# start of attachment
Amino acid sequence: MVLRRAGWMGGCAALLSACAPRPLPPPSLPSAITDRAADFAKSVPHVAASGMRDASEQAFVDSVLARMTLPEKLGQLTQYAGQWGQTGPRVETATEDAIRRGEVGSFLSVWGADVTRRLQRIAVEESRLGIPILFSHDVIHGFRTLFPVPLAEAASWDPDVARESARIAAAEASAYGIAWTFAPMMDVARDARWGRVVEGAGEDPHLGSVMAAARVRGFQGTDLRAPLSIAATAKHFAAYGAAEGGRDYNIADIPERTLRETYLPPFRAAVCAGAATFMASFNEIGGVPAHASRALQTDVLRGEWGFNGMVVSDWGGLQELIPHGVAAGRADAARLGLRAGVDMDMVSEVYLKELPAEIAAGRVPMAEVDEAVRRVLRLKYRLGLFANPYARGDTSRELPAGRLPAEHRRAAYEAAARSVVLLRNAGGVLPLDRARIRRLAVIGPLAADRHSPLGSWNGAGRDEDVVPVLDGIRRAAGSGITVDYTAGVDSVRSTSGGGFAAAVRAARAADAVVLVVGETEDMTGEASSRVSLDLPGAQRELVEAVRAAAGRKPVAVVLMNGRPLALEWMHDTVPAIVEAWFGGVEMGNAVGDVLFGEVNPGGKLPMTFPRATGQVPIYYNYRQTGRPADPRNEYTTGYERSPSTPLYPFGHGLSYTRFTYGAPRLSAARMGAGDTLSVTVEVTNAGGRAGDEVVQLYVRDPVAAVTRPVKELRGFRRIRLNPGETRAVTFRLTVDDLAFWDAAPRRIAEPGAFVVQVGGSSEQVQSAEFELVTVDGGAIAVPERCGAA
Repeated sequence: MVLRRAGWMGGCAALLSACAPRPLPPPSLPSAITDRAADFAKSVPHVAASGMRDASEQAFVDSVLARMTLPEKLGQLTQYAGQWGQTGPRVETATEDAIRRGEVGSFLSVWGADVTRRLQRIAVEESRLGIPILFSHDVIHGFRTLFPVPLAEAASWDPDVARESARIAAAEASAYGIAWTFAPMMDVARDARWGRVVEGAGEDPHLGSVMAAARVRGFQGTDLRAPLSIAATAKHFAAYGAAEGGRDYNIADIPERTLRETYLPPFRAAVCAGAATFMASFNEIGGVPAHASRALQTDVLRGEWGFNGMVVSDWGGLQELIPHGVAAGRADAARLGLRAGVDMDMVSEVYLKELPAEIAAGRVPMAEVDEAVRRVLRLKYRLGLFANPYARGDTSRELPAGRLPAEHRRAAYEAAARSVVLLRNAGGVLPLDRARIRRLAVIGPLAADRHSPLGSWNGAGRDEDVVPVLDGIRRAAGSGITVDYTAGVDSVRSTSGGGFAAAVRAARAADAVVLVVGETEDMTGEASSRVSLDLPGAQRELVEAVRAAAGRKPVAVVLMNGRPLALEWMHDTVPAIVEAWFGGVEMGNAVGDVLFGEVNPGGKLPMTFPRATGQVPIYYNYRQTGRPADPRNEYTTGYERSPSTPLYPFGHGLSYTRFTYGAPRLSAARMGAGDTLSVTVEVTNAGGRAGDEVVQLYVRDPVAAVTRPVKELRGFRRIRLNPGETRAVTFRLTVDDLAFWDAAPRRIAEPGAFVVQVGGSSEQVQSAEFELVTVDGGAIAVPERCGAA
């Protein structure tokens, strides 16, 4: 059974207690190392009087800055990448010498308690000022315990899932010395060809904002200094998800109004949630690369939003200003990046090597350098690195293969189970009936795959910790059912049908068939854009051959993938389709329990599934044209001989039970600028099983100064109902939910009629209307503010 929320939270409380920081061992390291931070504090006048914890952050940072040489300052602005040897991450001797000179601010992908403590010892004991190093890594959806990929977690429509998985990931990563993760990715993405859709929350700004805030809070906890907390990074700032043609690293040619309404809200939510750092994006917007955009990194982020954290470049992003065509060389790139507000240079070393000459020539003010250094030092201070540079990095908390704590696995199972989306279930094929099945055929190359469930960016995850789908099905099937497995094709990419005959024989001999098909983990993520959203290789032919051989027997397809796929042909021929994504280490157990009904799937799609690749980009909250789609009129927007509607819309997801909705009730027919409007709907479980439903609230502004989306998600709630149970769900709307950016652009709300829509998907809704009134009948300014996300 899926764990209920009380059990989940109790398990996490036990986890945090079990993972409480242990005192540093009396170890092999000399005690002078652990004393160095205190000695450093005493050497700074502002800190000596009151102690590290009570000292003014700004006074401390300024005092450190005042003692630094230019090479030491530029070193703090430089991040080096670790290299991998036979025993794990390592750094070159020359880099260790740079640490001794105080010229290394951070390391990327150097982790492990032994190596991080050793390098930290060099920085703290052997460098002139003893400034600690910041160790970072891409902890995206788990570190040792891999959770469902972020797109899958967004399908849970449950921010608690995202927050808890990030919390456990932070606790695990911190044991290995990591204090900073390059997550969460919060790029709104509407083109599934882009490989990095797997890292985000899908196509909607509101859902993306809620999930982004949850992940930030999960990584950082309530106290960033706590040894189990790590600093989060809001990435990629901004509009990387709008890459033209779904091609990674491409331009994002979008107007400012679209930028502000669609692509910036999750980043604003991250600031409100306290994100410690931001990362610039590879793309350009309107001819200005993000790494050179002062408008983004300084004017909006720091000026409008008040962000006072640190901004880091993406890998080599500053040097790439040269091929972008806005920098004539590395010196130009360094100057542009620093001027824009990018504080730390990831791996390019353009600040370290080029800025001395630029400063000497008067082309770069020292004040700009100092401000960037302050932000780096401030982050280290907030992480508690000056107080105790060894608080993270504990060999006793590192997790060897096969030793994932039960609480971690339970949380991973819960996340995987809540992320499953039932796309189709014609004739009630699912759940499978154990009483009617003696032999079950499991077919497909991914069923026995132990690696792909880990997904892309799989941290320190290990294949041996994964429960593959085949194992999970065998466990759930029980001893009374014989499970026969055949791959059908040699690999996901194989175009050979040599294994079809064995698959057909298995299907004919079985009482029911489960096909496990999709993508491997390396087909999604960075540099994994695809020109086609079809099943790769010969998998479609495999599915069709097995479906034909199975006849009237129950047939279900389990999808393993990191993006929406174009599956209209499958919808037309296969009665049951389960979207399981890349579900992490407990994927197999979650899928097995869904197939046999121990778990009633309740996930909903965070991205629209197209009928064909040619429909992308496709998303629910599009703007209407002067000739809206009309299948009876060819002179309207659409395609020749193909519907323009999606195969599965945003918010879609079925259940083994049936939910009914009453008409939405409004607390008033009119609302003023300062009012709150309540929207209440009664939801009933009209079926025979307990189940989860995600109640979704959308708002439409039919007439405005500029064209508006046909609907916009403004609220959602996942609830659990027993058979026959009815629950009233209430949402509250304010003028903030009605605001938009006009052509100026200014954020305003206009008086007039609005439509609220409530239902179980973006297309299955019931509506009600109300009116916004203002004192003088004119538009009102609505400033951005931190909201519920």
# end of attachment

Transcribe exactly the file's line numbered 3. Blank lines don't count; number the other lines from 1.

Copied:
């Protein structure tokens, strides 16, 4: 059974207690190392009087800055990448010498308690000022315990899932010395060809904002200094998800109004949630690369939003200003990046090597350098690195293969189970009936795959910790059912049908068939854009051959993938389709329990599934044209001989039970600028099983100064109902939910009629209307503010 929320939270409380920081061992390291931070504090006048914890952050940072040489300052602005040897991450001797000179601010992908403590010892004991190093890594959806990929977690429509998985990931990563993760990715993405859709929350700004805030809070906890907390990074700032043609690293040619309404809200939510750092994006917007955009990194982020954290470049992003065509060389790139507000240079070393000459020539003010250094030092201070540079990095908390704590696995199972989306279930094929099945055929190359469930960016995850789908099905099937497995094709990419005959024989001999098909983990993520959203290789032919051989027997397809796929042909021929994504280490157990009904799937799609690749980009909250789609009129927007509607819309997801909705009730027919409007709907479980439903609230502004989306998600709630149970769900709307950016652009709300829509998907809704009134009948300014996300 899926764990209920009380059990989940109790398990996490036990986890945090079990993972409480242990005192540093009396170890092999000399005690002078652990004393160095205190000695450093005493050497700074502002800190000596009151102690590290009570000292003014700004006074401390300024005092450190005042003692630094230019090479030491530029070193703090430089991040080096670790290299991998036979025993794990390592750094070159020359880099260790740079640490001794105080010229290394951070390391990327150097982790492990032994190596991080050793390098930290060099920085703290052997460098002139003893400034600690910041160790970072891409902890995206788990570190040792891999959770469902972020797109899958967004399908849970449950921010608690995202927050808890990030919390456990932070606790695990911190044991290995990591204090900073390059997550969460919060790029709104509407083109599934882009490989990095797997890292985000899908196509909607509101859902993306809620999930982004949850992940930030999960990584950082309530106290960033706590040894189990790590600093989060809001990435990629901004509009990387709008890459033209779904091609990674491409331009994002979008107007400012679209930028502000669609692509910036999750980043604003991250600031409100306290994100410690931001990362610039590879793309350009309107001819200005993000790494050179002062408008983004300084004017909006720091000026409008008040962000006072640190901004880091993406890998080599500053040097790439040269091929972008806005920098004539590395010196130009360094100057542009620093001027824009990018504080730390990831791996390019353009600040370290080029800025001395630029400063000497008067082309770069020292004040700009100092401000960037302050932000780096401030982050280290907030992480508690000056107080105790060894608080993270504990060999006793590192997790060897096969030793994932039960609480971690339970949380991973819960996340995987809540992320499953039932796309189709014609004739009630699912759940499978154990009483009617003696032999079950499991077919497909991914069923026995132990690696792909880990997904892309799989941290320190290990294949041996994964429960593959085949194992999970065998466990759930029980001893009374014989499970026969055949791959059908040699690999996901194989175009050979040599294994079809064995698959057909298995299907004919079985009482029911489960096909496990999709993508491997390396087909999604960075540099994994695809020109086609079809099943790769010969998998479609495999599915069709097995479906034909199975006849009237129950047939279900389990999808393993990191993006929406174009599956209209499958919808037309296969009665049951389960979207399981890349579900992490407990994927197999979650899928097995869904197939046999121990778990009633309740996930909903965070991205629209197209009928064909040619429909992308496709998303629910599009703007209407002067000739809206009309299948009876060819002179309207659409395609020749193909519907323009999606195969599965945003918010879609079925259940083994049936939910009914009453008409939405409004607390008033009119609302003023300062009012709150309540929207209440009664939801009933009209079926025979307990189940989860995600109640979704959308708002439409039919007439405005500029064209508006046909609907916009403004609220959602996942609830659990027993058979026959009815629950009233209430949402509250304010003028903030009605605001938009006009052509100026200014954020305003206009008086007039609005439509609220409530239902179980973006297309299955019931509506009600109300009116916004203002004192003088004119538009009102609505400033951005931190909201519920």